By Patrick Winderl/Havre Daily Newsfirstname.lastname@example.org
BOX ELDER - The family of a Box Elder man found dead last weekend gathered at his mother's home on Monday, consoling each other and waiting to hear the details of his death.
Dozens of family members and friends of Alton "Muck-Tune" Boyd Alexander came together to share memories of the man they described as kind and outgoing, and to plan his funeral service. They came from as far away as Portland, Ore., and Farmington, N.M., and met at his mother's tan house just a short walk from where his body was found.
As a ceremonial fire burned in the front yard, family members ate supper while a volunteer church group worked in the garden where Alexander used to help his mother. Across the street is the house where he lived with his common-law wife, Lori Stiffarm, and the couple's two children.
Alexander's body was found on Friday night. The FBI and tribal authorities are conducting a homicide investigation.
The family has taken the news of his death hard.
"It's hard for the family to deal with the way we lost our brother," said his sister Jamie Alexander-Mendez. "Whoever did this hurt a lot of people."
Alexander-Mendez, who now lives in Portland, said she and her brother were very close as children.
"It was just the two of us growing up," she said. "I think right now this is the time to remember the good times and not the hard times we had. He was real good with my kids. He was always making people laugh."
Alexander earned the nickname "Muck-Tune" when he was little. Meaning "big mouth," it was a moniker that fit him well, his family said.
"He liked to talk," his mother, Ila Denny said, laughing.
Alexander was the family's handyman, seemingly always on call when something needed to be fixed. He was generous, and always let friends in need stay at his house or eat his food, Denny said.
"He never turned anyone away," she said.
Alexander loved tinkering with electronics and was a diehard AC/DC fan, she said.
Alexander and Stiffarm had been in a relationship off and on for 12 years. They had lived together for the last three years, and were planning to get married soon, said his sister, Bonita Denny Tailfeathers.
"He just proposed last week. They were planning on finally making it formal," she said.
Alexander and Stiffarm had two children: a 10-year-daughter, Devon, and a 9-year-old son, Delane.
During an interview Monday, Stiffarm gave the following account of what happened on Friday night, when Alexander was killed:
At 9:45 p.m., five teenage boys in a white car pulled into the driveway, Stiffarm said. The boys were young, she said, between 13 and 15 years old.
"They were yelling, 'Is Muck here? We need to talk to Muck," Stiffarm said. When she went outside to see what they wanted, they again asked for Alexander, so Stiffarm went back into the house and woke him.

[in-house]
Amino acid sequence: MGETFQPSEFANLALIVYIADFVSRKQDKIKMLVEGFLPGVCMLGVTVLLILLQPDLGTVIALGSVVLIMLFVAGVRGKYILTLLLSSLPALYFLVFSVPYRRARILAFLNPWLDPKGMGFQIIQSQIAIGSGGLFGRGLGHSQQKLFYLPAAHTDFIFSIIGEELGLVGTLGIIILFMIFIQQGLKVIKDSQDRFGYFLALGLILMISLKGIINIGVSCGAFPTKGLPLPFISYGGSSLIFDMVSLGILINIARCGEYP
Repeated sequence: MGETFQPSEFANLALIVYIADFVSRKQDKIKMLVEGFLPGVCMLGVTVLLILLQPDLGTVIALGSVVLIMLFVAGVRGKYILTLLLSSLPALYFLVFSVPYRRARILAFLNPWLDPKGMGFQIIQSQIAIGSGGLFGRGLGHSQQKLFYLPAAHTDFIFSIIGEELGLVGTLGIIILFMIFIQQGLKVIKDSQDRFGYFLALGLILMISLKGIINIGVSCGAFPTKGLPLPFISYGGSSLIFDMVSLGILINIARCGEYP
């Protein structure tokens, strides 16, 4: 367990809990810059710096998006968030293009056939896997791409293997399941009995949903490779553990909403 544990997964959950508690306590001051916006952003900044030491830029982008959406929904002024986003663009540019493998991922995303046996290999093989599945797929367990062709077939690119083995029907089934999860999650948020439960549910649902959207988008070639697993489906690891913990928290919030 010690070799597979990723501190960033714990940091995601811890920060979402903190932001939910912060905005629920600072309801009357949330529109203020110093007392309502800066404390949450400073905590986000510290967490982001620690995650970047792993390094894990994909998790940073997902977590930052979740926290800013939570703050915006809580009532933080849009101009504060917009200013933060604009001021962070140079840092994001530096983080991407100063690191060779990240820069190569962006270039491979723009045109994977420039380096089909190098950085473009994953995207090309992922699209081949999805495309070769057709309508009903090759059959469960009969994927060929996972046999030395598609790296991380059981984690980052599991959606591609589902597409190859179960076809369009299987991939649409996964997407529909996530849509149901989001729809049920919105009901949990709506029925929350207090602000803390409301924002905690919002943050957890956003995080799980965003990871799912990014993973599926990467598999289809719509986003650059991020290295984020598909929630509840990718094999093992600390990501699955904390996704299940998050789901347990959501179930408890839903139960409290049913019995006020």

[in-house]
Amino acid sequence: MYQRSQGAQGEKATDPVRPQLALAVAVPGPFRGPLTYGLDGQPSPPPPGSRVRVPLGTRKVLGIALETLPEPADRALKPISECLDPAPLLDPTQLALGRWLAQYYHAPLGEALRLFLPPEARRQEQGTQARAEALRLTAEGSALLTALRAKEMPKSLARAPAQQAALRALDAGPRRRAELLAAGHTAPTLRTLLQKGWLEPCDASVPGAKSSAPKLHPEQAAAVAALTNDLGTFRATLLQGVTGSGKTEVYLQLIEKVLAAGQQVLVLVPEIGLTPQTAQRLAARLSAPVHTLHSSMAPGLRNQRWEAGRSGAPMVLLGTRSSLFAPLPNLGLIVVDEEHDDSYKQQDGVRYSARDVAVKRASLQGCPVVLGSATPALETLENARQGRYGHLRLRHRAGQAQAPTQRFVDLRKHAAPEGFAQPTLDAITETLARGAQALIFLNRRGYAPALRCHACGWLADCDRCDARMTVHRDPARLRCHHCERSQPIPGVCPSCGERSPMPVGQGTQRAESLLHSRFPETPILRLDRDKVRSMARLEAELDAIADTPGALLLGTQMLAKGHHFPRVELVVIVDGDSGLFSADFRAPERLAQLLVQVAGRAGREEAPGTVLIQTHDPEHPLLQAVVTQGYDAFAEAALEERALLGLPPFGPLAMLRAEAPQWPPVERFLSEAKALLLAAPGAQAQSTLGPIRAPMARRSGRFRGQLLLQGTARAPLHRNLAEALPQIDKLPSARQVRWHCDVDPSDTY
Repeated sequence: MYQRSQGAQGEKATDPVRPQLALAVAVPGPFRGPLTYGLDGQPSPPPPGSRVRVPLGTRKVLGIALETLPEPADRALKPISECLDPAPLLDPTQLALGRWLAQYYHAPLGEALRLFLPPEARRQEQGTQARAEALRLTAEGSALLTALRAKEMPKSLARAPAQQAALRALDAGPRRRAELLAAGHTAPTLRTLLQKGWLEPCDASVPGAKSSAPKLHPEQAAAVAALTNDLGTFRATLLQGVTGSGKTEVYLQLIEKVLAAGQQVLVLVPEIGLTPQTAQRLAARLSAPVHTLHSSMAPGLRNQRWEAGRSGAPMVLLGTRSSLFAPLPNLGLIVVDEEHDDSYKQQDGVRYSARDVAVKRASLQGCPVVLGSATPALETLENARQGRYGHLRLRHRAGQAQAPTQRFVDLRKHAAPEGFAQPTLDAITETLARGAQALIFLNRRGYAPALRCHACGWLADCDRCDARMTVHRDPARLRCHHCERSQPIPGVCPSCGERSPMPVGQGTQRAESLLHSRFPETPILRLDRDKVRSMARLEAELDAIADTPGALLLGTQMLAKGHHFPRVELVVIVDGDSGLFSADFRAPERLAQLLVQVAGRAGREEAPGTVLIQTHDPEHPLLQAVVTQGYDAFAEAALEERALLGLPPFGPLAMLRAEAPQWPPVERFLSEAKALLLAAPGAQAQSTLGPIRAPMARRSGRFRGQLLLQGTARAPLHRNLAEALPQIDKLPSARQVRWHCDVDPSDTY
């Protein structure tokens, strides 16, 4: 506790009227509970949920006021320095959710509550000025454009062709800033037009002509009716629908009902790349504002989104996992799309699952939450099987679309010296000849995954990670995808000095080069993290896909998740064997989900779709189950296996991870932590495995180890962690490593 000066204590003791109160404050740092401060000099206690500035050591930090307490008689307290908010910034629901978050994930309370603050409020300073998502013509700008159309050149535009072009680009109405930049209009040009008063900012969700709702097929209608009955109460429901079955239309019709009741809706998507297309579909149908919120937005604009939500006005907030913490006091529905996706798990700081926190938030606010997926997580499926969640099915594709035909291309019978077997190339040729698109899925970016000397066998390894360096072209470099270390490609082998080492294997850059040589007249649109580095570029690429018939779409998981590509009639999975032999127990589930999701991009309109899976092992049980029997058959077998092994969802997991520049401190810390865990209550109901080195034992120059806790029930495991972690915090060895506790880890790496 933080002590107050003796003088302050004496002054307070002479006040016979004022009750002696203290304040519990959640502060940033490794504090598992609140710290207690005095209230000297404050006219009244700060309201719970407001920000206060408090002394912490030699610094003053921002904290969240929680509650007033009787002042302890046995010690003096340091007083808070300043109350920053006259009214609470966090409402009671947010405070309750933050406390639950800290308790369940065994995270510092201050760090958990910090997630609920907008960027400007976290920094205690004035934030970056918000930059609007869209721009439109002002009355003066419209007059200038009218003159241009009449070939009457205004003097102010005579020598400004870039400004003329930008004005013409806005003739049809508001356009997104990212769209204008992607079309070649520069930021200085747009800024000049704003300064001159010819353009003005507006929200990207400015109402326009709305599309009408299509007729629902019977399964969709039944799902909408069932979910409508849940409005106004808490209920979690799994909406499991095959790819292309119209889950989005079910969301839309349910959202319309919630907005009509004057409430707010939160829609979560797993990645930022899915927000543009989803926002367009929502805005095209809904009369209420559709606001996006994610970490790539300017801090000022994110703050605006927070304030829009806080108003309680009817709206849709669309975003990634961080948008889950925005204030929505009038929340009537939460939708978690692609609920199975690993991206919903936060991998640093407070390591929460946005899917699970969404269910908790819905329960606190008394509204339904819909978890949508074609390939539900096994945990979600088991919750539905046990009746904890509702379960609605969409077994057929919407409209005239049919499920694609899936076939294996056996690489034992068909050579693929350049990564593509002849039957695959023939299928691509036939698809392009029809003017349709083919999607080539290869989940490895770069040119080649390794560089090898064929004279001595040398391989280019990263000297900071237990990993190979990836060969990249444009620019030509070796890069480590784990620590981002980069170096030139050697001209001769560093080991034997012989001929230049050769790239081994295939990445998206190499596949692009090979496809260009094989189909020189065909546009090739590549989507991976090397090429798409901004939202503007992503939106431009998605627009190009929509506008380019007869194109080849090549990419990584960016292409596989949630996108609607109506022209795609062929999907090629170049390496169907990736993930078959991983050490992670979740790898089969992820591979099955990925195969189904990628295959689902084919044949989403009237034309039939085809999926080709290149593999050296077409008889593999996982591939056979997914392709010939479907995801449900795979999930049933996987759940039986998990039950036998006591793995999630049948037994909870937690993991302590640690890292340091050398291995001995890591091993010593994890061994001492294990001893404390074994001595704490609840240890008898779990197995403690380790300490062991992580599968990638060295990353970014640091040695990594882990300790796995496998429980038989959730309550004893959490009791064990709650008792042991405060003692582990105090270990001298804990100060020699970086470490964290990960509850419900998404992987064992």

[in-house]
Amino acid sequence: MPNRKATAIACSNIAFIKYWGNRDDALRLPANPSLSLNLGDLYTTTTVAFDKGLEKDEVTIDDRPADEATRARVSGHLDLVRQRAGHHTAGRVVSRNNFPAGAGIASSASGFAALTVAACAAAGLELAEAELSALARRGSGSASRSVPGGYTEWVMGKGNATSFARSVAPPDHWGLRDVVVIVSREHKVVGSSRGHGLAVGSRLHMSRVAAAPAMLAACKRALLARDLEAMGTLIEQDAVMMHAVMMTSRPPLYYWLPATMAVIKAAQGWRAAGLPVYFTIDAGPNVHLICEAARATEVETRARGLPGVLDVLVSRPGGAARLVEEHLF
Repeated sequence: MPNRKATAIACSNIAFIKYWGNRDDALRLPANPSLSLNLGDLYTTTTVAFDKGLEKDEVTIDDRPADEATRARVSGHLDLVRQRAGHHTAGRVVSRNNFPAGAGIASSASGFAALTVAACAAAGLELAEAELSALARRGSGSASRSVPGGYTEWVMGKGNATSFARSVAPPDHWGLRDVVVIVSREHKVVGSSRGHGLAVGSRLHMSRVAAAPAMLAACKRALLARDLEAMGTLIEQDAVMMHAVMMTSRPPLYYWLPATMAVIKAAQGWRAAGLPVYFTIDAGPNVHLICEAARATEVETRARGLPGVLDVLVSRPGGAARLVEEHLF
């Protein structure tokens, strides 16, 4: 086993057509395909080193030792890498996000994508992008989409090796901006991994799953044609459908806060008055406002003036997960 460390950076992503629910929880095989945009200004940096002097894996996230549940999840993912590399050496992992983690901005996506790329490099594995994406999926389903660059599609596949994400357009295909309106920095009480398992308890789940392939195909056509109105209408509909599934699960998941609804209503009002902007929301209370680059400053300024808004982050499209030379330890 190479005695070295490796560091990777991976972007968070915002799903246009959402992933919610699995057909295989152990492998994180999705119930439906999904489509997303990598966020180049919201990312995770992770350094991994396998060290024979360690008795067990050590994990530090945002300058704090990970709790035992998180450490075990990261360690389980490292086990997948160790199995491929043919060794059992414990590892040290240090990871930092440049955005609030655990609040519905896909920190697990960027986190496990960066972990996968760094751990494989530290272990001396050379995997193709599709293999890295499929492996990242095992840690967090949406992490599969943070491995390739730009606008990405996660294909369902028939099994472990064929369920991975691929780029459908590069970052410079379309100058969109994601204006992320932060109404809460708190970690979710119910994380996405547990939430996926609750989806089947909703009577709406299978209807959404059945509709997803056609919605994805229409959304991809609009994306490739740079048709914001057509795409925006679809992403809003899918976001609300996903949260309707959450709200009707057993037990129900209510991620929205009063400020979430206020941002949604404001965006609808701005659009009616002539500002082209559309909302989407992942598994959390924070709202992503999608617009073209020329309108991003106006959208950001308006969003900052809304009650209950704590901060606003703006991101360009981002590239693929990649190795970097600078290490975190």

Alexander got up and went outside and briefly talked to the boys, Stiffarm said.
"He said, 'Honey, I'll be right back,' and he left," she said.
At 11 p.m., as she stood on the front porch, Stiffarm saw headlights from a vehicle at the dump site where Alexander's body was later found.
When Alexander had not returned by midnight, Stiffarm called the jail in Rocky Boy to see if he had been arrested. When a dispatcher told her that Alexander was not in jail, Stiffarm said she wanted to report her husband missing.
"I knew something was wrong; he always came home," she said.
At 12:30 a.m. Saturday, a police officer stopped by the house to see if Alexander had made it back yet.
At 3 a.m., Stiffarm heard knocking on the door.
"It was the FBI," Stiffarm said. They said they'd found a body and that Alexander was the only person reported missing.
Agents asked her to describe Alexander's clothes and tattoos and then left. They returned two hours later and said the body that had been found was Alexander.
"They told me it was a murder," Stiffarm said.
Alexander's body was found less than a quarter mile from his house on a dirt road that connects Wild Rose Village to a garbage dump. On Saturday, after Alexander's body had been photographed and taken away for an autopsy, Denny was allowed to visit the scene. Just before nightfall, she spread dirt over the ground to cover the bloodstains, she said.
On Monday, she pointed out the spot, about 50 feet from a large trash bin. It had had been marked with a simple arrangement of flowers and a plate of food.
"I feel a lot of hate, but I don't want to feel that way," she said. "Some of our men wanted to get revenge, to get the people who did this. I had to bring them together and tell them that is not the way."
Stiffarm and Denny said they were told by the FBI that agents had seized a white passenger car matching the description of the one that Alexander was last seen in. The car was found at a residence in a nearby village, Stiffarm said, adding that the FBI told her they found bloodstains in the vehicle.
Alexander's family also said they believe the FBI has arrested several people in connection with his death.
Bob Wright, a spokesman at the FBI's Salt Lake City office, said Monday that no one was in custody. The FBI did not return calls seeking comment today.
On Monday afternoon, the family had still not learned how Alexander was killed, and was awaiting the autopsy results.
"Hopefully we know something soon. Right now, we need to know for sure," Alexander-Mendez said.
The mortician was scheduled to pick up the body today, Denny said.
"He needs to see for himself whether (the casket) will be open or closed," she said.